Well, I won't say I didn't expect it… but my search for the truth of Conocarpus lancifolius has ultimately proved me right. To quote Marc Frank, the University of Florida Herbarium's Extension Botanist, "You have been misled by bad information on the web." And how.
Conocarpus is not a monotypic genus. The New York Botanical Garden has it wrong—but don't blame the Garden. The Garden posted inaccurate information on the internet, information from an early 20th Century botanical study by a fellow named Nathaniel Lord Britton, who took the time to include nice illustrations. It was the nice illustrations that led the Garden to use pages from the unpublished and incomplete work in its species descriptions on its web site. Other sources, including Princeton's WordNet and the writers of Wikipedia, took the Garden's information as gospel, because the NYBG seems a trustworthy source. But the Garden makes no claims as to the veracity of the information on its web page. It is, after all, there because of the pretty pictures.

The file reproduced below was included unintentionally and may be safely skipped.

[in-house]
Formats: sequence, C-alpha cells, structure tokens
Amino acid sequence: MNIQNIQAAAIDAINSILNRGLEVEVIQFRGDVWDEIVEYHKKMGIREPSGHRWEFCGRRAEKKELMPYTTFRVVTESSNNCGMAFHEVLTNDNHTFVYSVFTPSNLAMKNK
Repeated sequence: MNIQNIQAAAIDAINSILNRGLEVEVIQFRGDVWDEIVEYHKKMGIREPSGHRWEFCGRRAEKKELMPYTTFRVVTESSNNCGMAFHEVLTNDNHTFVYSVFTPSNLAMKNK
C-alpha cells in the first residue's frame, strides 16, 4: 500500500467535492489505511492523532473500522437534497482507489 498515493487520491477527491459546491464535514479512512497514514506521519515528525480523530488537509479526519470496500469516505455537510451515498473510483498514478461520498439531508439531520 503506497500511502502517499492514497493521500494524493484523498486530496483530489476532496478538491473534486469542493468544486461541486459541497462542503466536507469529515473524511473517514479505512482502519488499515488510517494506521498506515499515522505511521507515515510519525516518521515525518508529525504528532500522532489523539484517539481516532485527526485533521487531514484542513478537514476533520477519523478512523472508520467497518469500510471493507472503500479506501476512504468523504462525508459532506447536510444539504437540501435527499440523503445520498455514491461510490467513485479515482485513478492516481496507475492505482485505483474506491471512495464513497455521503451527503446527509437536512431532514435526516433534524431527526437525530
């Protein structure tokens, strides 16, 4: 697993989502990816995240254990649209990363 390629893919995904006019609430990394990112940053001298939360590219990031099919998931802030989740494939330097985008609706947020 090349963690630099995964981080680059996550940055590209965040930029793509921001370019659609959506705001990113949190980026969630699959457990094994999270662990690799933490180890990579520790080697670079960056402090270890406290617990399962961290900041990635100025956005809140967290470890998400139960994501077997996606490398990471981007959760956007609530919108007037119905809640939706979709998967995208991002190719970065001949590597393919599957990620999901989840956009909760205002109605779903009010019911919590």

In fact, Engle described Conocarpus lancifolius a few decades before Lord Britton began work on his botanical study. But Lord Britton was primary interested in plants of the American tropics, and there's only one Conocarpus species in the Americas. Had he done more research he'd have turned up lancifolius and not claimed Conocarpus was a monotypic genus. Why he didn't is anyone's guess.
In any event, armed with pictures, a page from a study of Somali plants helpfully scanned and emailed to me by the Florida Herbarium's (an excellent institution) Marc Frank, and the truth, I will be taking it as my mission to correct the inaccurate information in WordNet, at the NYBG, at CABI, on Wikipedia, and elsewhere on the web, thereby making the Internet a better place.
Now the question is, how would I go about getting a permit to import specimens so I can deliver them to the Herbarium…